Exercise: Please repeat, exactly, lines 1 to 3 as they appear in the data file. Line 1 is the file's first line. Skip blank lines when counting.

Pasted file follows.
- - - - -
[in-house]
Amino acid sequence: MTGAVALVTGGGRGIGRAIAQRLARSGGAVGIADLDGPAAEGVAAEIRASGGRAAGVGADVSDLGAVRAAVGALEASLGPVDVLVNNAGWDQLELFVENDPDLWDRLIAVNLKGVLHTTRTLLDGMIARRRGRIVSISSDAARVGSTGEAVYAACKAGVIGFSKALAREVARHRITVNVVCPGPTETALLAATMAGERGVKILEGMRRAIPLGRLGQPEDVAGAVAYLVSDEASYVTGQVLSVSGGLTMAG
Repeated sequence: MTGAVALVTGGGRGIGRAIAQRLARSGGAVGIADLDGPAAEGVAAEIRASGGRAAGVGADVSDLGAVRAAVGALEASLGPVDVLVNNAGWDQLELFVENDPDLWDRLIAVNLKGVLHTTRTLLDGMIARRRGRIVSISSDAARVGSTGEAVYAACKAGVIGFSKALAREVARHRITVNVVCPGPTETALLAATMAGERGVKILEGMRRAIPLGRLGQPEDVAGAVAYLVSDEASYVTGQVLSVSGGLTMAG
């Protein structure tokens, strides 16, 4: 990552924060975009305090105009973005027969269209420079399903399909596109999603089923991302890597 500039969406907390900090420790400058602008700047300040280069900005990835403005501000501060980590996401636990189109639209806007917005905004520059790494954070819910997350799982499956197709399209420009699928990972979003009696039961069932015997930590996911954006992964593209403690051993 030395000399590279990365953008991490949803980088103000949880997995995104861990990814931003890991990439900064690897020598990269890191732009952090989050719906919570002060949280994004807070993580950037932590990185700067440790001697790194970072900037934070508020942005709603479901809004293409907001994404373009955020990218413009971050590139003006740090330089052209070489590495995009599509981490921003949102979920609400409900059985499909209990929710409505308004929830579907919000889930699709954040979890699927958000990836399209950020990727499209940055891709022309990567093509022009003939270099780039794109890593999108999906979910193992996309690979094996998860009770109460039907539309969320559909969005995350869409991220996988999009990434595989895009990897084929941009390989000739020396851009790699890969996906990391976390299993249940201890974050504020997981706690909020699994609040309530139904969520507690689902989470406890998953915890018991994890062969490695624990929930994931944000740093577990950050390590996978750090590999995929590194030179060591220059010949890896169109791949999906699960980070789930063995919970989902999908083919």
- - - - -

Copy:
[in-house]
Amino acid sequence: MTGAVALVTGGGRGIGRAIAQRLARSGGAVGIADLDGPAAEGVAAEIRASGGRAAGVGADVSDLGAVRAAVGALEASLGPVDVLVNNAGWDQLELFVENDPDLWDRLIAVNLKGVLHTTRTLLDGMIARRRGRIVSISSDAARVGSTGEAVYAACKAGVIGFSKALAREVARHRITVNVVCPGPTETALLAATMAGERGVKILEGMRRAIPLGRLGQPEDVAGAVAYLVSDEASYVTGQVLSVSGGLTMAG
Repeated sequence: MTGAVALVTGGGRGIGRAIAQRLARSGGAVGIADLDGPAAEGVAAEIRASGGRAAGVGADVSDLGAVRAAVGALEASLGPVDVLVNNAGWDQLELFVENDPDLWDRLIAVNLKGVLHTTRTLLDGMIARRRGRIVSISSDAARVGSTGEAVYAACKAGVIGFSKALAREVARHRITVNVVCPGPTETALLAATMAGERGVKILEGMRRAIPLGRLGQPEDVAGAVAYLVSDEASYVTGQVLSVSGGLTMAG